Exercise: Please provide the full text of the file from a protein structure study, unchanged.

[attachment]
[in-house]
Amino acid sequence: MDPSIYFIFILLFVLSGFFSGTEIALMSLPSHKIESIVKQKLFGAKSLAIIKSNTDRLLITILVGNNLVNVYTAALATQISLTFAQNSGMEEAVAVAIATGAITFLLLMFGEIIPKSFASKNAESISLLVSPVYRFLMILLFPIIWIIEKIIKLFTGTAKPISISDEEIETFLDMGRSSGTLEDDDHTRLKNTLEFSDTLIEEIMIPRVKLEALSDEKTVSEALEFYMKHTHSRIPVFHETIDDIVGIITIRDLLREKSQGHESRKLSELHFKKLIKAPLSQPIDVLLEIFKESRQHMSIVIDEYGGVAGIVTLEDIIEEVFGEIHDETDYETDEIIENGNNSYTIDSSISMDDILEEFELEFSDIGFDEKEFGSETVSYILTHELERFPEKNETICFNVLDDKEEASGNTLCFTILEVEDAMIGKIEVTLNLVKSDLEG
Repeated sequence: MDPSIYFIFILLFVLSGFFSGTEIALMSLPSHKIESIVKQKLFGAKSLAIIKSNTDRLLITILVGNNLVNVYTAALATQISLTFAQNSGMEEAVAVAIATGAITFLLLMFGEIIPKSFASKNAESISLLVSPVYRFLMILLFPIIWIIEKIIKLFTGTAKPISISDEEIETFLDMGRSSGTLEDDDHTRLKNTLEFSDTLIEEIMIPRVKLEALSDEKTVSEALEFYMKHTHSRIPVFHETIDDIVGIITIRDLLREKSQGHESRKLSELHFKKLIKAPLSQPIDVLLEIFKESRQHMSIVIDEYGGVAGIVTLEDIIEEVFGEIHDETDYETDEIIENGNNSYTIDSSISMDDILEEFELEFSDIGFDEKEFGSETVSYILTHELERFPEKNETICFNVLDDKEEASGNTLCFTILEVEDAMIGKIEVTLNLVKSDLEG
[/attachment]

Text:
[in-house]
Amino acid sequence: MDPSIYFIFILLFVLSGFFSGTEIALMSLPSHKIESIVKQKLFGAKSLAIIKSNTDRLLITILVGNNLVNVYTAALATQISLTFAQNSGMEEAVAVAIATGAITFLLLMFGEIIPKSFASKNAESISLLVSPVYRFLMILLFPIIWIIEKIIKLFTGTAKPISISDEEIETFLDMGRSSGTLEDDDHTRLKNTLEFSDTLIEEIMIPRVKLEALSDEKTVSEALEFYMKHTHSRIPVFHETIDDIVGIITIRDLLREKSQGHESRKLSELHFKKLIKAPLSQPIDVLLEIFKESRQHMSIVIDEYGGVAGIVTLEDIIEEVFGEIHDETDYETDEIIENGNNSYTIDSSISMDDILEEFELEFSDIGFDEKEFGSETVSYILTHELERFPEKNETICFNVLDDKEEASGNTLCFTILEVEDAMIGKIEVTLNLVKSDLEG
Repeated sequence: MDPSIYFIFILLFVLSGFFSGTEIALMSLPSHKIESIVKQKLFGAKSLAIIKSNTDRLLITILVGNNLVNVYTAALATQISLTFAQNSGMEEAVAVAIATGAITFLLLMFGEIIPKSFASKNAESISLLVSPVYRFLMILLFPIIWIIEKIIKLFTGTAKPISISDEEIETFLDMGRSSGTLEDDDHTRLKNTLEFSDTLIEEIMIPRVKLEALSDEKTVSEALEFYMKHTHSRIPVFHETIDDIVGIITIRDLLREKSQGHESRKLSELHFKKLIKAPLSQPIDVLLEIFKESRQHMSIVIDEYGGVAGIVTLEDIIEEVFGEIHDETDYETDEIIENGNNSYTIDSSISMDDILEEFELEFSDIGFDEKEFGSETVSYILTHELERFPEKNETICFNVLDDKEEASGNTLCFTILEVEDAMIGKIEVTLNLVKSDLEG